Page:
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jman
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That MP3 link didn't work.

WOW Measures 31-35 are incredible!!!



To me it looks like a canon:

31 - (Gm) -> Dm-> Gm -> G
32 - Cm-> C -> Fm
33 - Bbm-> Bb -> Ebm
34 - Abm-> Ab -> Dbm -> Db
35 - G dim7 (with Bb root G dim7 first inversion) -> C dim7 -> A# dim (with C# root)
36 - Em (B root)

Wowzers....so you're right a lot of 5th's so "basically":

Dm -> Gm -> Cm -> Fm -> Bbm -> Ebm -> Abm -> Dbm -> G dim7 -> C dim 7 -> A# dim7 -> Em

I don't really see the modulation to Ab minor you see, I think it is really just a temporary modulation/passing key/canon sequence

Ouch my brain hurts after that...GREAT STUFF THANKS!!!!
10/23/11 2:20 AM
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jman
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Since we were talking of Counterpoint, when I was studying with the Romanian composer he introduced me to the Reniassance master of Counterpoint...Palestrina.

Pure magic!!!

12/4/11 5:18 AM
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jman
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I've been studying counterpoint for about 5 months now and jumped the gun and "started" to write my first Fugue. Here's my Exposition:

- The SUBJECT (RED)
- SUBJECT (RED) & COUNTER SUBJECT 1 (BLUE) transposed up a 5th
- COUNTER SUBJECT 2 (BLACK) with SUBJECT & COUNTER SUBJECT 1 in the original key.

12/4/11 11:32 AM
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Ali
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Sounds pretty damn fugal to me. (Which I mean as a compliment).

You're learning like crazy JMan -- and from the beginning it seems to me you're entirely too humble about your talent. You're showing CRAZY range!
12/4/11 8:48 PM
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jman
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Edited: 12/04/11 8:54 PM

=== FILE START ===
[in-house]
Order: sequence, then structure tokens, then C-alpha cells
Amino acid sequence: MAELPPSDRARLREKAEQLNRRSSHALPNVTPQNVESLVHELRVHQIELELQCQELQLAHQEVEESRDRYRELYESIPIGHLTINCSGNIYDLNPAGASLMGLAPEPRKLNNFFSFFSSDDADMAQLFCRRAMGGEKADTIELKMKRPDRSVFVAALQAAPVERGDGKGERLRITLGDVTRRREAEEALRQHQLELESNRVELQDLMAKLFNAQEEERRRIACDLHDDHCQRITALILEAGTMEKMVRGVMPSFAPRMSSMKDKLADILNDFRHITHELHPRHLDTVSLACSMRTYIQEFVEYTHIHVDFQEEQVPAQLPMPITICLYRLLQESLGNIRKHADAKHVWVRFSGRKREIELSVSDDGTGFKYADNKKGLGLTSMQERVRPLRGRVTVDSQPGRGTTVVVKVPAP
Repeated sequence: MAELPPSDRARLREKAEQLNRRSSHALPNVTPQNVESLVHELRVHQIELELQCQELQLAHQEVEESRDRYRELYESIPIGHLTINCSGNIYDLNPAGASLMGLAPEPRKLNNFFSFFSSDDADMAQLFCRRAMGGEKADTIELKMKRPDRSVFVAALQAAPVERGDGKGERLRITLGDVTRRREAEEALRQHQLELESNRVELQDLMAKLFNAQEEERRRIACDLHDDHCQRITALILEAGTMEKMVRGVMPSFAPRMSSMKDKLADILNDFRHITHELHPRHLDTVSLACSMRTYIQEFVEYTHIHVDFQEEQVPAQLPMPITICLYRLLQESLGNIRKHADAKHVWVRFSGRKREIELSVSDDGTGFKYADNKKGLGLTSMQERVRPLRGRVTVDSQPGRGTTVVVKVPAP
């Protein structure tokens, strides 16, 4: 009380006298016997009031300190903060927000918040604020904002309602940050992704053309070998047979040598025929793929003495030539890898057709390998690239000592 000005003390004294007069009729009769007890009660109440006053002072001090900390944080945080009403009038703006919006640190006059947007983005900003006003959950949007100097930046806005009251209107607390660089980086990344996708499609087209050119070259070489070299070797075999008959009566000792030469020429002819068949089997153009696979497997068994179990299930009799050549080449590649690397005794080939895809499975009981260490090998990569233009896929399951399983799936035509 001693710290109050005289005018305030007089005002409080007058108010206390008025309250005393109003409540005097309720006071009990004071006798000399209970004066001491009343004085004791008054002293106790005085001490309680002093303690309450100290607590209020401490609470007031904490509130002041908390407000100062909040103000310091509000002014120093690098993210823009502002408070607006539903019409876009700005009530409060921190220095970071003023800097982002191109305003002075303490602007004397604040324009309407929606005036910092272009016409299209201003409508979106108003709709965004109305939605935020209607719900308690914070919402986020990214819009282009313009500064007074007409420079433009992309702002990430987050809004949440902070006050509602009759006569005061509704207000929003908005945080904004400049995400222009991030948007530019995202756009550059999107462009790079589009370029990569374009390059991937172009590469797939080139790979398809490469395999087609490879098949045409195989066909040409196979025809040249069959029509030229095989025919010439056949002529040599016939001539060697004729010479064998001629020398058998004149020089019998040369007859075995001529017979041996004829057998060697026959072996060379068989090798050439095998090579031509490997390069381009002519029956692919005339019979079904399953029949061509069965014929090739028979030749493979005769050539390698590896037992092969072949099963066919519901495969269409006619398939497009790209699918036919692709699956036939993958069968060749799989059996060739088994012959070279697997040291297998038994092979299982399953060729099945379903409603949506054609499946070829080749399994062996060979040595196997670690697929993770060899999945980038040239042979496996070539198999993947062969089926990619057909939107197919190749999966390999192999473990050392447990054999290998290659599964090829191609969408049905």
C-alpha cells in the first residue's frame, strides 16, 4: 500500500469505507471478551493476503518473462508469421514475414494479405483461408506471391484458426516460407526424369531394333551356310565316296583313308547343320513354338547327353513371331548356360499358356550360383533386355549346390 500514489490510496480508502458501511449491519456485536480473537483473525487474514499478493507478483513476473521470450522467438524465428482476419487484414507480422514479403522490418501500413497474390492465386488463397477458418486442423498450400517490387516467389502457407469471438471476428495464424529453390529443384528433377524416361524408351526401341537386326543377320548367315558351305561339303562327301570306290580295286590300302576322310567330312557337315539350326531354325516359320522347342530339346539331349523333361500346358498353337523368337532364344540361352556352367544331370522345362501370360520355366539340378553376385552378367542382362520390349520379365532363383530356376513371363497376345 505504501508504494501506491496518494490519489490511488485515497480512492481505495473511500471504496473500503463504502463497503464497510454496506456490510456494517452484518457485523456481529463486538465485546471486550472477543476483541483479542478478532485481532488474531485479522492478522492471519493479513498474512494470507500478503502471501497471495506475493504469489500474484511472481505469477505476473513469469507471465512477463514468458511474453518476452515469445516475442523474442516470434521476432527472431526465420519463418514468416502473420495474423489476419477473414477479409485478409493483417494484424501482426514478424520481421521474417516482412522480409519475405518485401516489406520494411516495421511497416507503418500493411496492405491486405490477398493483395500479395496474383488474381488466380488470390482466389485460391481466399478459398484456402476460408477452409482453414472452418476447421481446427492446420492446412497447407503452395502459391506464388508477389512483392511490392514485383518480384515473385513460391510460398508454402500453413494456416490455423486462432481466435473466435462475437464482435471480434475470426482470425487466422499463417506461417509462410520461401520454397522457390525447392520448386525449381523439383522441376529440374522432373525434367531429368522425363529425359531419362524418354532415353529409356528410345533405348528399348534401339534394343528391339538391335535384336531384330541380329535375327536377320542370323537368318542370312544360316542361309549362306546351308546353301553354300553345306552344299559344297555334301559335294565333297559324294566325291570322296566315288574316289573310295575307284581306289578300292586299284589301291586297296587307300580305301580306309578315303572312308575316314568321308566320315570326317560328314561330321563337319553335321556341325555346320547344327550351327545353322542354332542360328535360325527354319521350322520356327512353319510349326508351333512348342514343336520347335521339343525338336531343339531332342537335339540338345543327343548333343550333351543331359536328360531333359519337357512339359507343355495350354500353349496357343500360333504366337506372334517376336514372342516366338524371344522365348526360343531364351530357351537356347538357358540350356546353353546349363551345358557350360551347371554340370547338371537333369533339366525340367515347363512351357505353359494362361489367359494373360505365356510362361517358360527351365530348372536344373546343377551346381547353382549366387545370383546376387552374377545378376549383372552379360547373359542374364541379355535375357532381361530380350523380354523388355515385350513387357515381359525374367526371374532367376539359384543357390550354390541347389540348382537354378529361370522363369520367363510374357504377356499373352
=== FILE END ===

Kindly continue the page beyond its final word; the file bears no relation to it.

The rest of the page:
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thanks

It's just the first 38 seconds and the main ideas, but I'm hoping to make it around 3 minutes long or so. I'm studying this stuff for me, but also a guy I work with wants to do a computer animation thing about a gothic church, so I joked and said I would write him a fugue...opps. Well I have 4 more months time, so I might be able to pull off something. I've got a few more ideas to add to it that came to me today (canon idea, and taking the Subject idea and playing it in A minor instead of C major).

I am finishing up the 3 voice counterpoint section of Fux's "Counterpoint" book. What is left is 4 voice counterpoint, which isn't "that" much different, so it should hopefully go a bit quicker than the 2 and 3 voice counterpoint. Then I have the book "Study of Fugue" that I want to read (continues Fux's studies but on the fugue) and get finished by April.

After that I want to study orchestration...then try to write some film score music.

Fun to find some new stuff to learn and study after 28 years of playing music.
12/23/11 3:39 AM
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Hillbilly
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Jeebus Jimmy you are getting all academic on us...;)